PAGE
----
I'd have to agree. We do anticipate seeing our friends' activities, but what we really look forward to is what they think of our activities--we want to be "cyberstalked," preferably in the form of replies to our self-published content. Nemeth says that "there are times when I update my status to induce a reaction." Reactions are what drive us to add photos, update our status, and write on our friends' walls.

So where does Twitter fit in?
Twitter's microblogging platform is what many Gen Y's may describe as "like Facebook, but just the status update." What is the point of that? We like to consolidate, so Nemeth explains that he doesn't "want to join another community, just tell people what (he's) doing." We have everything we need on Facebook.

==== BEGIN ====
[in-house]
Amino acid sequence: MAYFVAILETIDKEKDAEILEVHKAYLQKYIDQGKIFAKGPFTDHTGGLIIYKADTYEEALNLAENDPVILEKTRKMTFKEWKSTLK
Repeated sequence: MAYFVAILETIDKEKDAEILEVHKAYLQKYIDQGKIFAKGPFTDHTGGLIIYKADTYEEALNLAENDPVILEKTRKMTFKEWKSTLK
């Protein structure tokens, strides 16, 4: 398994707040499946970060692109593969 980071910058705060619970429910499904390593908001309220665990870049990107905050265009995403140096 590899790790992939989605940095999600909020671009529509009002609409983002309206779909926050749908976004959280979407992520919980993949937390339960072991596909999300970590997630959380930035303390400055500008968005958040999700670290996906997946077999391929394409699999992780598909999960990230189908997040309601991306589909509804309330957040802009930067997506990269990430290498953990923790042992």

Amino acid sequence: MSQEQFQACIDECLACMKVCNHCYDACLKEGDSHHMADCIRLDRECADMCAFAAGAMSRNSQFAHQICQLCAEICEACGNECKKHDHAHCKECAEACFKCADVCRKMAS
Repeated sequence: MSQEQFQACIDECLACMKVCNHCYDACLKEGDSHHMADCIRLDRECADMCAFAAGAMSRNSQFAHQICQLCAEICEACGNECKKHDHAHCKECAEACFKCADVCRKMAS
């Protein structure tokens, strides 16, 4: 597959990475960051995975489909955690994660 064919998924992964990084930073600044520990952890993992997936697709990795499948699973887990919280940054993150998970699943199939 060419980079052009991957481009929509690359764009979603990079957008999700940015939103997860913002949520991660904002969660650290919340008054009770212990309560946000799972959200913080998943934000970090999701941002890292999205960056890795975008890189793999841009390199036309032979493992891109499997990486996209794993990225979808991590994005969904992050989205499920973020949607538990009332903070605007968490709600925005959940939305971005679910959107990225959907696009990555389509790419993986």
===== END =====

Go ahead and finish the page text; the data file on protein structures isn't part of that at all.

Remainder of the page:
Based on Twenge's theory, a good explanation of my generation's lag in joining the Twitter mania is that there isn't an obvious way to achieve a self-brand on Twitter.

My last update was seven days ago. Whoops. Sharon Vaknin/CNET

Participating on Twitter requires a fan base that knows why you are unique, special, and deserve attention. Fan base aside, the Web site's interface paves a short path for cyberstalking--there is nothing to find past a user's status.

For example, Sally went to a great party last weekend, but where are the photos? Who went with her? These features, which Gen Y's value so much, are missing.

As much as I like to know what my friends are doing, updates on Twitter happen so fast there really isn't time to react. More importantly, my friends don't have time to react to my activities.

Largely as a result of the digital communication tools on which we were raised, a big part of my generation wants to know what the cyberworld thinks of us, and we want its inhabitants to pay attention to us. How can they do this if they're following 300 other people?

For the Millennials to make the move, Twitter will have to find a way to integrate the self-branding features MySpace gave birth to and Facebook nurtured. Even if they're packaged in 140 characters or less.